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CPKC - effects on traffic flows and traffic counts?

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CPKC - effects on traffic flows and traffic counts?
Posted by Ajsik on Wednesday, September 15, 2021 8:06 PM

This thread is intended as a general discussion of what effects the CPKC merger will have on existing traffic flows and traffic counts.  I'll get the ball rolling with a selfish question regarding whether this means any reductions through Milwaukee (Watertown and C&M subs).

One of the merger maps includes a text box declaring 'Bypass Chicago - Creates New Capacity'.  Can I assume this refers to traffic which currently interchanges in Chicago for which CPKC will now have the full (or at least longer) haul?  Anyone have any estimate of how big this effect might be?

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Posted by DJMF on Thursday, September 16, 2021 12:25 PM

In reviewing the CP-KCS merger map, it would appear the ex-Milwaukee Road River Line is in for a substantial increase in traffic.  It ought to be especially interesting to see what changes are in store for the section of line south of La Crescent, MN which is unsignalled and with few sidings.

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Posted by CMStPnP on Thursday, September 16, 2021 1:03 PM

I live close to the line each time I am in Wisconsin visiting.    Most of what CP hauls to Chicago is sent to Bensenville for classification and as we discussed in a seperate thread, very little of it transits to Kansas City    Someone said at most on the Chicago to KC CP line there are 2-3 through freights to KC that belong to CP.   I am guessing most of the traffic in these is from the East Coast or points directly East to Northeast of Chicago.     The Twin Cities to KC traffic I believe even in the Milwaukee Road's time used the River line and was never sent East to Chicago to my knowledge.

So I believe what they are referring too is new KC - CP interchange traffic, not existing. 

BTW, Twin Cities to Chicago traffic is set to increase with new Oil Train traffic last I heard based on the haulage contracts that CP signed.     If CP was smart it would help pay for upgrade of the Watertown to Madison line and possibly swipe the Unit Grain Train that now transits BNSF to Chicago.....maybe?      Seems to me that might be a shorter and possibly faster route with a track upgrade.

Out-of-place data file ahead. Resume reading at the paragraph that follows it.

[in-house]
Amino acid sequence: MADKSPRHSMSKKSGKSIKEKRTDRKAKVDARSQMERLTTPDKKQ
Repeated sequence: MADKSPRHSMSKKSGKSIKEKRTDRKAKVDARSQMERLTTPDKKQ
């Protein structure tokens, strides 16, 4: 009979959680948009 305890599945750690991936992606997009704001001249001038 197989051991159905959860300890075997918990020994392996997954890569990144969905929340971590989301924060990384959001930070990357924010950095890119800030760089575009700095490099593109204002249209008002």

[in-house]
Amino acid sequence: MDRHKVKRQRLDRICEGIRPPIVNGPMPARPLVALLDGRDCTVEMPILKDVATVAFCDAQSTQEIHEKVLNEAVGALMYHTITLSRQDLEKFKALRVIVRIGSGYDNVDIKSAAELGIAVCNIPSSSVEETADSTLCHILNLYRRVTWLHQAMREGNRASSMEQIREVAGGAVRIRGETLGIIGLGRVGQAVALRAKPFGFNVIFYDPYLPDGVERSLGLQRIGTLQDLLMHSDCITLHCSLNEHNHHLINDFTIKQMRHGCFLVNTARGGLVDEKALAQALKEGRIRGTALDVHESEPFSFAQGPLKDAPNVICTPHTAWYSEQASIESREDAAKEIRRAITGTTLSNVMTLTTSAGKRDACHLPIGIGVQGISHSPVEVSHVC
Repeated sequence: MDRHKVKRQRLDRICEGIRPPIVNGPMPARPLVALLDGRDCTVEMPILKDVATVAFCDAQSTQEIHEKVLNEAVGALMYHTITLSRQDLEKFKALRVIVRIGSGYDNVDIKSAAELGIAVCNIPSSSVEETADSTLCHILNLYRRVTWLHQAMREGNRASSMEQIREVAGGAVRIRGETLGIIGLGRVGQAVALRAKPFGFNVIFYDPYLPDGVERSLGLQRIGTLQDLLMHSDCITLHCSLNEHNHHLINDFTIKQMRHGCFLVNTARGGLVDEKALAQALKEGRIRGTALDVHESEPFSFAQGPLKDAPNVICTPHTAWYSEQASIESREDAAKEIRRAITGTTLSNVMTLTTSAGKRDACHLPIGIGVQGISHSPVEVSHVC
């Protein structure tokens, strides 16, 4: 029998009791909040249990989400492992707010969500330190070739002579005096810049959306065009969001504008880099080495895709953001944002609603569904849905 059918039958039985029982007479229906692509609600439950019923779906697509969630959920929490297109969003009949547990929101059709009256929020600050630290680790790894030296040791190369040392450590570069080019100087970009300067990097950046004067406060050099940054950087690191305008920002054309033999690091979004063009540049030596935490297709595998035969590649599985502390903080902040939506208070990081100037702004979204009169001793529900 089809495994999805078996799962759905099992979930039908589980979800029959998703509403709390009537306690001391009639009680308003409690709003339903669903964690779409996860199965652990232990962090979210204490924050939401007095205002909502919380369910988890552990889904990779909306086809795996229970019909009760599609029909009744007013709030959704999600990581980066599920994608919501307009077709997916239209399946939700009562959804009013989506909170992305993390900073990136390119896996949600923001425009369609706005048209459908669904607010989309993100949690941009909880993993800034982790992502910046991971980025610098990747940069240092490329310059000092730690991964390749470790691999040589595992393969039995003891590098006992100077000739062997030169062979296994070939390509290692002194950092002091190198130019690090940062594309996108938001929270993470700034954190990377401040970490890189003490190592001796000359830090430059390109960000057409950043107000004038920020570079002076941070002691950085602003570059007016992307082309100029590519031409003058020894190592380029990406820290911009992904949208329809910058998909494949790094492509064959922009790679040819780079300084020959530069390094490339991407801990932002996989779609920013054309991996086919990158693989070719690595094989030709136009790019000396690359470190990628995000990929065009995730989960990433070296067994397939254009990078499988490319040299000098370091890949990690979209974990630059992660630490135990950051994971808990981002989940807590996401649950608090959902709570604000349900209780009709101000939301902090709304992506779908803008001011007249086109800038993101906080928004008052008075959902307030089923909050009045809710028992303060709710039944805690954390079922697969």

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Posted by MP173 on Thursday, September 16, 2021 4:14 PM

So what is the new "oil train traffic"?

That river line will need some investment.  Nice scenery, but not for high speed or volume.

Ed

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Posted by SD60MAC9500 on Thursday, September 16, 2021 9:12 PM
 

MP173

So what is the new "oil train traffic"?

That river line will need some investment.  Nice scenery, but not for high speed or volume.

Ed

 

Alberta crude moving to the gulf. Which this merger will only benefit bulk traffic. CPKC is also planning new Chicago-Dallas IM service. Yet with a horrible route between those two points vs the vastly better BNSF, and UP routes.....All I can say is good luck....

 
 
 
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Posted by MP173 on Friday, September 17, 2021 5:10 PM

I dont see them CPKCS picking up much Chicago - Dallas intermodal.  That would almost all be domestic.  My lord, what a slow route.

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Posted by Los Angeles Rams Guy on Saturday, September 18, 2021 12:25 PM

The real core of the combined CPKC system will be from St Paul down to Shreveport and being familiar with both the CPRS River and Marquette Sub mainlines, I can tell you that there will be substantial work and upgrades done; particularly on the Marquette Sub mainline where you'll probably see some new sidings added (Brownsville and between Bellevue and Dubuque) and CTC will be installed which will not only help speed things up but will probably allow crew districts to be extended where you will likely see St Paul down to Dubuque and Dubuque to Muscatine and Muscatine to KCITY.  

I think one could also make the argument that putting the double track back in on the River Sub between St Croix and River Junction - especially if the second Chicago - Twin Cities passenger train becomes a reality - is certainly a possibility as well; at least in sections anyway.  Some of the newer bridges on the River Sub were done for single track only but there's several sections where having double track will make a big difference.

And there's also going to be a big uptick in intermodal traffic as well.  :) 

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Posted by Ed Kyle on Saturday, September 18, 2021 1:18 PM